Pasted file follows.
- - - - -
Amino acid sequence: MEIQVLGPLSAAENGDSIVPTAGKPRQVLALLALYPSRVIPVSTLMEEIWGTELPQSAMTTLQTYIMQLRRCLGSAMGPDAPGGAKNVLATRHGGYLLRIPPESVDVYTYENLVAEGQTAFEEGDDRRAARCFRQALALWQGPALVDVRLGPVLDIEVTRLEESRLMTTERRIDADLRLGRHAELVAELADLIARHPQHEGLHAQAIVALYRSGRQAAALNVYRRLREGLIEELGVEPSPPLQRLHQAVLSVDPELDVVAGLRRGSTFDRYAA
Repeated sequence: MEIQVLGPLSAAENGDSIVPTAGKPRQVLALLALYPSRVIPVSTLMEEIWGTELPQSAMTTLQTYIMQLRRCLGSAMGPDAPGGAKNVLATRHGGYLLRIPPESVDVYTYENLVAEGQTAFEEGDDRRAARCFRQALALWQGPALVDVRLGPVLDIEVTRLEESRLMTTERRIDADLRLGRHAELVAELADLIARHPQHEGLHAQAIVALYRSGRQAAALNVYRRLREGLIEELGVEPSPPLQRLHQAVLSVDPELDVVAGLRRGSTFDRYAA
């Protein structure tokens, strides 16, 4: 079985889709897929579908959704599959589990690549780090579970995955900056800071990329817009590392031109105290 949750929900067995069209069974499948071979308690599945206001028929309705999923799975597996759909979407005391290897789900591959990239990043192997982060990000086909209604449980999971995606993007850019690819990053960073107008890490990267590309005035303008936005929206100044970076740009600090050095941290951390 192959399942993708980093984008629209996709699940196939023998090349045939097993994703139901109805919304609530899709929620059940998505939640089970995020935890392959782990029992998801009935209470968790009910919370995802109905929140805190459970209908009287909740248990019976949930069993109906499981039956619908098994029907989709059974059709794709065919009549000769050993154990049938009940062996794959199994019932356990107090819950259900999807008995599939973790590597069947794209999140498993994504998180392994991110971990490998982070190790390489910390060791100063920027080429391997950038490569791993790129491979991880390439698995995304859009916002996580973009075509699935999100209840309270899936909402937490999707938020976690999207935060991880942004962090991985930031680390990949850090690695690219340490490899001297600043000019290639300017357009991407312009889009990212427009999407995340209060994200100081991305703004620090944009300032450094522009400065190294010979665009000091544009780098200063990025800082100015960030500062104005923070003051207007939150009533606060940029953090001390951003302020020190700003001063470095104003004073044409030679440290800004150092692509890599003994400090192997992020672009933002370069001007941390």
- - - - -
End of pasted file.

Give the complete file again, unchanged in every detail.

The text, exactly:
Amino acid sequence: MEIQVLGPLSAAENGDSIVPTAGKPRQVLALLALYPSRVIPVSTLMEEIWGTELPQSAMTTLQTYIMQLRRCLGSAMGPDAPGGAKNVLATRHGGYLLRIPPESVDVYTYENLVAEGQTAFEEGDDRRAARCFRQALALWQGPALVDVRLGPVLDIEVTRLEESRLMTTERRIDADLRLGRHAELVAELADLIARHPQHEGLHAQAIVALYRSGRQAAALNVYRRLREGLIEELGVEPSPPLQRLHQAVLSVDPELDVVAGLRRGSTFDRYAA
Repeated sequence: MEIQVLGPLSAAENGDSIVPTAGKPRQVLALLALYPSRVIPVSTLMEEIWGTELPQSAMTTLQTYIMQLRRCLGSAMGPDAPGGAKNVLATRHGGYLLRIPPESVDVYTYENLVAEGQTAFEEGDDRRAARCFRQALALWQGPALVDVRLGPVLDIEVTRLEESRLMTTERRIDADLRLGRHAELVAELADLIARHPQHEGLHAQAIVALYRSGRQAAALNVYRRLREGLIEELGVEPSPPLQRLHQAVLSVDPELDVVAGLRRGSTFDRYAA
């Protein structure tokens, strides 16, 4: 079985889709897929579908959704599959589990690549780090579970995955900056800071990329817009590392031109105290 949750929900067995069209069974499948071979308690599945206001028929309705999923799975597996759909979407005391290897789900591959990239990043192997982060990000086909209604449980999971995606993007850019690819990053960073107008890490990267590309005035303008936005929206100044970076740009600090050095941290951390 192959399942993708980093984008629209996709699940196939023998090349045939097993994703139901109805919304609530899709929620059940998505939640089970995020935890392959782990029992998801009935209470968790009910919370995802109905929140805190459970209908009287909740248990019976949930069993109906499981039956619908098994029907989709059974059709794709065919009549000769050993154990049938009940062996794959199994019932356990107090819950259900999807008995599939973790590597069947794209999140498993994504998180392994991110971990490998982070190790390489910390060791100063920027080429391997950038490569791993790129491979991880390439698995995304859009916002996580973009075509699935999100209840309270899936909402937490999707938020976690999207935060991880942004962090991985930031680390990949850090690695690219340490490899001297600043000019290639300017357009991407312009889009990212427009999407995340209060994200100081991305703004620090944009300032450094522009400065190294010979665009000091544009780098200063990025800082100015960030500062104005923070003051207007939150009533606060940029953090001390951003302020020190700003001063470095104003004073044409030679440290800004150092692509890599003994400090192997992020672009933002370069001007941390």